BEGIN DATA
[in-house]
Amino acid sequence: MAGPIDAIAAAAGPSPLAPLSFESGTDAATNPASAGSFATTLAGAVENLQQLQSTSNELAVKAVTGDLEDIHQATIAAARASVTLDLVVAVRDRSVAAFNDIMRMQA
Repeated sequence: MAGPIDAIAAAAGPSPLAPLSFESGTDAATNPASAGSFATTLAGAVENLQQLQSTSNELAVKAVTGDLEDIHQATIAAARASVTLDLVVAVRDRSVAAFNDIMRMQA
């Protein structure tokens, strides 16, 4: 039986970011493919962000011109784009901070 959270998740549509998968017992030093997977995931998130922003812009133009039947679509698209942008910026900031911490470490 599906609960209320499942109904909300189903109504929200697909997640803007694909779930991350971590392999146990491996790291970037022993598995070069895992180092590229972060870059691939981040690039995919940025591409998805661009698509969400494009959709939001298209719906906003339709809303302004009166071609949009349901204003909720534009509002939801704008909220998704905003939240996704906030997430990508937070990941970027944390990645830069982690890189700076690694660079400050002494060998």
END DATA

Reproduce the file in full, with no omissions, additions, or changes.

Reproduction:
[in-house]
Amino acid sequence: MAGPIDAIAAAAGPSPLAPLSFESGTDAATNPASAGSFATTLAGAVENLQQLQSTSNELAVKAVTGDLEDIHQATIAAARASVTLDLVVAVRDRSVAAFNDIMRMQA
Repeated sequence: MAGPIDAIAAAAGPSPLAPLSFESGTDAATNPASAGSFATTLAGAVENLQQLQSTSNELAVKAVTGDLEDIHQATIAAARASVTLDLVVAVRDRSVAAFNDIMRMQA
């Protein structure tokens, strides 16, 4: 039986970011493919962000011109784009901070 959270998740549509998968017992030093997977995931998130922003812009133009039947679509698209942008910026900031911490470490 599906609960209320499942109904909300189903109504929200697909997640803007694909779930991350971590392999146990491996790291970037022993598995070069895992180092590229972060870059691939981040690039995919940025591409998805661009698509969400494009959709939001298209719906906003339709809303302004009166071609949009349901204003909720534009509002939801704008909220998704905003939240996704906030997430990508937070990941970027944390990645830069982690890189700076690694660079400050002494060998």